What seems astoundingly crummy in President Obama's case though is that he brought a lot of the less-than-optimal to the table in terms of Libya.
Does anyone remember that he decided to invade that little country, but to do so by "leading from behind?" Any former generals or admirals want to weigh in on just how optimal it is for U.S. forces to be following the direction of other nation's military leaders?
Of course once we invaded not everyone was pleased so we had to send more special forces into Libya to protect the diplomats who were working hard to turn that hellish nightmare of a nation into a representative form of self governance. So how optimal was it for President Obama to draw down the military security, marines, and special ops forces we had on the ground, say in the last thirty days before Al Qaeda carried out the attack it had openly advertised it would make happen?
Was it very optimal to not even repair the outer wall of the security perimeter when Al Qaeda "practiced" carrying out their attack by blowing a chunk of it open with an IED? Was it optimal to not respond--at all?
Yes Mr. President the killing of four Americans was certainly "less than perfect." (If that's really how you want the tape to be played.) It's just that, well... from my own perspective... it just seems like you don't care anymore.
Yes you love the optimal trappings of being President. Air Force One is a hoot. More golf in four years than your predecessor had in eight--very, very, optimal--for you.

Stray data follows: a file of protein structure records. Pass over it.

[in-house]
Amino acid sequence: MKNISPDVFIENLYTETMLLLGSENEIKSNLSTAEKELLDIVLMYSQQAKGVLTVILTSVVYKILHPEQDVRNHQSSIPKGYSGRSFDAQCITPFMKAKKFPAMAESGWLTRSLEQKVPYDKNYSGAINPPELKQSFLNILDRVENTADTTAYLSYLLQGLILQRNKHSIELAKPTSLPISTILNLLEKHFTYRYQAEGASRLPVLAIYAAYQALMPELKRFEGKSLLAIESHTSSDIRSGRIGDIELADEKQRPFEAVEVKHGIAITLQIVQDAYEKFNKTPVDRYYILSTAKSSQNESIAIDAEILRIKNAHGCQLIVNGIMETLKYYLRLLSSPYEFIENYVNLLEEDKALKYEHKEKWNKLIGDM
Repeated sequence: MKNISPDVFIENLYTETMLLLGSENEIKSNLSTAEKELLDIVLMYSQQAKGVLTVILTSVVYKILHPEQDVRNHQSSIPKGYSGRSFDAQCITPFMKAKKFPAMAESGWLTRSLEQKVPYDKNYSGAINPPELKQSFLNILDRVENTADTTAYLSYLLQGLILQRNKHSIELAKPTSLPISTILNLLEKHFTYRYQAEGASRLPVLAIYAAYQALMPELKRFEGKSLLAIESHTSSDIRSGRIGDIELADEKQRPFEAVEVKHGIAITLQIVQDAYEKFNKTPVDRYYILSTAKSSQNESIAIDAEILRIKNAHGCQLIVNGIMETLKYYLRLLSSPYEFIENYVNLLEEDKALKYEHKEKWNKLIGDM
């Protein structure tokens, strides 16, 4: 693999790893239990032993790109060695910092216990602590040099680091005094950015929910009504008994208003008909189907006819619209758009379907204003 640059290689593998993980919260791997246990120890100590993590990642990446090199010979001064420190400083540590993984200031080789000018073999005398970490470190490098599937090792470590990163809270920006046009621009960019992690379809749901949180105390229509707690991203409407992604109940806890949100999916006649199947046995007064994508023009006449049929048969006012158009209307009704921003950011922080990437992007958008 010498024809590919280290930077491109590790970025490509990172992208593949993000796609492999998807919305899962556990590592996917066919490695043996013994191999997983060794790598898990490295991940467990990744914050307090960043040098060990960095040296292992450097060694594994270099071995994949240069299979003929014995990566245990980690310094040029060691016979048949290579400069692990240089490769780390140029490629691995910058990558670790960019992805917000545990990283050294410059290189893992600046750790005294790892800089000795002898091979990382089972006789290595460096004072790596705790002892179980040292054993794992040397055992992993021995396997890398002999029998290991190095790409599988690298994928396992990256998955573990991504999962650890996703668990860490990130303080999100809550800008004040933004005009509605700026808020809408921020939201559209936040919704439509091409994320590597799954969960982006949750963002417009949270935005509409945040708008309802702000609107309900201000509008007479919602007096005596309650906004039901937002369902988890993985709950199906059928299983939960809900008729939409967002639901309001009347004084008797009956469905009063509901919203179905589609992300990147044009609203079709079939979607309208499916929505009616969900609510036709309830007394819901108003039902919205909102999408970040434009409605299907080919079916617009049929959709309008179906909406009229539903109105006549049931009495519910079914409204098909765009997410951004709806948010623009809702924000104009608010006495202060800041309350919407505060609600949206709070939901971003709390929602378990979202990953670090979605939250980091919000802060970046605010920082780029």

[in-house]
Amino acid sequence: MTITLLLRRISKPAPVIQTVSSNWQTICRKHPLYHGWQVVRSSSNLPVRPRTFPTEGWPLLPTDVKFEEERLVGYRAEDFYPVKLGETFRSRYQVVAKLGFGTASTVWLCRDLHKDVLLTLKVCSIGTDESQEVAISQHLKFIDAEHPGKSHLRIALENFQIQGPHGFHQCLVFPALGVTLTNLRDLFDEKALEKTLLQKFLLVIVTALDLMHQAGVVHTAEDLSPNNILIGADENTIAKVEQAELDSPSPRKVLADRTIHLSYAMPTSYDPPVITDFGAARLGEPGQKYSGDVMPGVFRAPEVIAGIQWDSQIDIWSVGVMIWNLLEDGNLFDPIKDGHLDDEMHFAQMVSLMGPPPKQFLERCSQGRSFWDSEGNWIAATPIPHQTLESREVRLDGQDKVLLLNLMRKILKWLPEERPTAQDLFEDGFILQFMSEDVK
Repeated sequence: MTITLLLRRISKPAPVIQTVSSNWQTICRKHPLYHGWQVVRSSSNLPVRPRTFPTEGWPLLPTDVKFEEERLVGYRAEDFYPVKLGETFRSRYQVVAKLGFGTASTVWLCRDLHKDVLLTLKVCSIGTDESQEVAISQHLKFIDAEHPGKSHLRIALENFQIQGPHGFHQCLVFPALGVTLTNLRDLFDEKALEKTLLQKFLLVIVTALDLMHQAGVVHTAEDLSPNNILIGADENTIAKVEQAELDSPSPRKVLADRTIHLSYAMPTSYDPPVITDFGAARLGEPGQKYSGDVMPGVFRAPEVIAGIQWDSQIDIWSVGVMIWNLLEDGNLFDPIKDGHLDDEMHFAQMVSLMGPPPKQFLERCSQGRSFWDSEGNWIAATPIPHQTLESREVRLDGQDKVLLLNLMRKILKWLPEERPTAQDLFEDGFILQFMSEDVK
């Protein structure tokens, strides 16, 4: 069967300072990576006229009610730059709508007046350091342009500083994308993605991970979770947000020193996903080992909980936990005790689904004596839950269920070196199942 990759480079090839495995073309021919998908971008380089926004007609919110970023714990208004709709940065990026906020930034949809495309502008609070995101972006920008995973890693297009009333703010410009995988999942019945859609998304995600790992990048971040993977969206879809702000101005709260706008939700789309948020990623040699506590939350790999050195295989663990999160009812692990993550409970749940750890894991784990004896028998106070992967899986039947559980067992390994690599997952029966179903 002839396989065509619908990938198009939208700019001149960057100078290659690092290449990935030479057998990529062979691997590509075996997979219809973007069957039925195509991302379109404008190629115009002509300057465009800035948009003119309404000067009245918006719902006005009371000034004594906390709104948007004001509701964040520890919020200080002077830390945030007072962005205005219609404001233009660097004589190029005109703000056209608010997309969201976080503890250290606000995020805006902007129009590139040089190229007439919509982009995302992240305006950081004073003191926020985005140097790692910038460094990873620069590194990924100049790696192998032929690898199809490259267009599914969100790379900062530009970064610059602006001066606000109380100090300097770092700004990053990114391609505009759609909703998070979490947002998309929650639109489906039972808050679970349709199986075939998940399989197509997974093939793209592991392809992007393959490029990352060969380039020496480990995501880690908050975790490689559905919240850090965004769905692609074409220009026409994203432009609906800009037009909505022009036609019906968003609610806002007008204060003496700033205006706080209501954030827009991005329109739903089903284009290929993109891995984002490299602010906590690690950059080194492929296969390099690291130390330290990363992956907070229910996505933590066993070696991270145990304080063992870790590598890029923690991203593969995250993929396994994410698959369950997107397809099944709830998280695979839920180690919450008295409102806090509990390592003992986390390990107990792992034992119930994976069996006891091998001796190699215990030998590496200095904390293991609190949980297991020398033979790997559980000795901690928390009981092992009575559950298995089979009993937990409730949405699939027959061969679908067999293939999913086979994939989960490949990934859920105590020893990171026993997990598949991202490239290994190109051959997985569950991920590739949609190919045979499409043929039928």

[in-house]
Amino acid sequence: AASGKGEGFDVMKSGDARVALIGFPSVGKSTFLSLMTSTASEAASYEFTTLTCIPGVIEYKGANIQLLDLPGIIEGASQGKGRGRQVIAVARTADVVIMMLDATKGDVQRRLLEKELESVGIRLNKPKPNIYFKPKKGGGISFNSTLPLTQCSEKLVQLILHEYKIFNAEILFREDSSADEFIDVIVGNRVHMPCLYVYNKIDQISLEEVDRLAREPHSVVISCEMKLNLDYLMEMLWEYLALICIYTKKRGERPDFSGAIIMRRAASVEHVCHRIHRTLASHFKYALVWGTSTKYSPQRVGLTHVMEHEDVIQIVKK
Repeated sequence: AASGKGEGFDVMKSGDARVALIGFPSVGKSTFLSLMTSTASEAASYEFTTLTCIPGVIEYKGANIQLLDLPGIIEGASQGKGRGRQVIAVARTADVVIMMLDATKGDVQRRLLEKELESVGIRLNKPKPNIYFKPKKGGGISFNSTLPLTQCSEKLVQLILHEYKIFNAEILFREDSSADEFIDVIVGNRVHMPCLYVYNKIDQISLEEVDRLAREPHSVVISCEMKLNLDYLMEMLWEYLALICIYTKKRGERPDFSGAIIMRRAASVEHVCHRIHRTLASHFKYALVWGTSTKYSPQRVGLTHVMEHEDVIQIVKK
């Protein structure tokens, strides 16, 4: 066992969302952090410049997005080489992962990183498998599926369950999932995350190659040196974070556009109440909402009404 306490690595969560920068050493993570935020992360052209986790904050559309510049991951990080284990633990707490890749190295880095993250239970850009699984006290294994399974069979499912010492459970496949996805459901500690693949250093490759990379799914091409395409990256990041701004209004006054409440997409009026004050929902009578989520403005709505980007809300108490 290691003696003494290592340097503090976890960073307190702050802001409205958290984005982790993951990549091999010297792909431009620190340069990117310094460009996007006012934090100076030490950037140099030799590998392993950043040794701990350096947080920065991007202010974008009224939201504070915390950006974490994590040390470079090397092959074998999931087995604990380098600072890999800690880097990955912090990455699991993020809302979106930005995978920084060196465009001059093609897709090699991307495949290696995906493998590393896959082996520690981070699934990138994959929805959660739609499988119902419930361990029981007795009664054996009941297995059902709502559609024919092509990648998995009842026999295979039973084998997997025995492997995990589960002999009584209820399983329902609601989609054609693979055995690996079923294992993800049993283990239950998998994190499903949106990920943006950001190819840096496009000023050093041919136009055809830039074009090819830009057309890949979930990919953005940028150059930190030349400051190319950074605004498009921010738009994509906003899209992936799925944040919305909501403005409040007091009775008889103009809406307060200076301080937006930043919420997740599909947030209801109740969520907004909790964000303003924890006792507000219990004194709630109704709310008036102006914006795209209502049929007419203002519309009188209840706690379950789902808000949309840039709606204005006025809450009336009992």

But the running the world thing? Making tough decisions that don't start and end with bowing to George Soros, or by expressing worship to the ACLU, the SEIU, or Planned Parenthood -- these are really tough things. And truly difficult for someone who's never really run things before.
Our nation's economy, our national security, the fiscal cliff, the state of the underemployed family, worker, and woman, the cuts you're attempting to make to our military, the lack of attention you give to anything on the border--except the guns you let flow to drug cartels, and the list goes on--none of these things are optimal.
In fact they're pretty bad.
So like the African American gentleman who questioned you in the second debate, (President Clinton said he thought the man was going to start crying) about why he should vote for you again this go around, many are wondering is the current state of America what you would consider to be optimal?
It is such a funny, uncomfortable, and usually forgettable word, but this week Mr. President you've given it a whole new level of meaning.
And to be candid Mr. President, we're not finding it very optimal.
We believe that the Constitution of the United States speaks for itself. There is no need to rewrite, change or reinterpret it to suit the fancies of special interest groups or protected classes.